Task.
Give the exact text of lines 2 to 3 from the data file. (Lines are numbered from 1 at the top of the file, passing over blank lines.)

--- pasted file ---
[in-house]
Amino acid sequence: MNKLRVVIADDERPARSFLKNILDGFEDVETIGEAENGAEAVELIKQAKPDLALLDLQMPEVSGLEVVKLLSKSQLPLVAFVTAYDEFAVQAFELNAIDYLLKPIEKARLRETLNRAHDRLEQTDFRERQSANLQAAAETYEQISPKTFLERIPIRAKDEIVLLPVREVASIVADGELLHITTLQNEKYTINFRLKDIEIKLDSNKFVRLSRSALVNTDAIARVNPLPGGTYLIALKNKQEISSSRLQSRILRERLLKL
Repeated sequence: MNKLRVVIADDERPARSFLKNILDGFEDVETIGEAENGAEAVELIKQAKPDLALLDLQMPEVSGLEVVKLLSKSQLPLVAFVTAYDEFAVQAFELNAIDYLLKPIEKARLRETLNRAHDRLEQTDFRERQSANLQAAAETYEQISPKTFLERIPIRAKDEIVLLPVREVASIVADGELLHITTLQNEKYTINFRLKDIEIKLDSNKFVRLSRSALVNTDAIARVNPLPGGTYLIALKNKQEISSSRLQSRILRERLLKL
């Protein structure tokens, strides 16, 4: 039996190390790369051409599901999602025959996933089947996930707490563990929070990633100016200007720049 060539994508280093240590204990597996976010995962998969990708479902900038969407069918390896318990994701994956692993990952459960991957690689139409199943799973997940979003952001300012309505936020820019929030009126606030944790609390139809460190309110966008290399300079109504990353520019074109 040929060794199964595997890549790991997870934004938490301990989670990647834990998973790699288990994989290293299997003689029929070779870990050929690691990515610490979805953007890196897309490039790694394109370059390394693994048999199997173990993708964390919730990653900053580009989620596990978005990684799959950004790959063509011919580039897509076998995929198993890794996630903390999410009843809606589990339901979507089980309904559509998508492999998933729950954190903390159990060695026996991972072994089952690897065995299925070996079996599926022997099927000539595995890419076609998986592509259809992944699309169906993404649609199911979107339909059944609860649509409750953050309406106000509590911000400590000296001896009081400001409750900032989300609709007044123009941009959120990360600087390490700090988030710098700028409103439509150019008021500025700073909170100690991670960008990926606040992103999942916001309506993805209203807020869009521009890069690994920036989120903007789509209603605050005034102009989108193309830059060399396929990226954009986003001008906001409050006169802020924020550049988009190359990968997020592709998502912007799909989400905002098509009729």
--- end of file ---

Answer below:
Amino acid sequence: MNKLRVVIADDERPARSFLKNILDGFEDVETIGEAENGAEAVELIKQAKPDLALLDLQMPEVSGLEVVKLLSKSQLPLVAFVTAYDEFAVQAFELNAIDYLLKPIEKARLRETLNRAHDRLEQTDFRERQSANLQAAAETYEQISPKTFLERIPIRAKDEIVLLPVREVASIVADGELLHITTLQNEKYTINFRLKDIEIKLDSNKFVRLSRSALVNTDAIARVNPLPGGTYLIALKNKQEISSSRLQSRILRERLLKL
Repeated sequence: MNKLRVVIADDERPARSFLKNILDGFEDVETIGEAENGAEAVELIKQAKPDLALLDLQMPEVSGLEVVKLLSKSQLPLVAFVTAYDEFAVQAFELNAIDYLLKPIEKARLRETLNRAHDRLEQTDFRERQSANLQAAAETYEQISPKTFLERIPIRAKDEIVLLPVREVASIVADGELLHITTLQNEKYTINFRLKDIEIKLDSNKFVRLSRSALVNTDAIARVNPLPGGTYLIALKNKQEISSSRLQSRILRERLLKL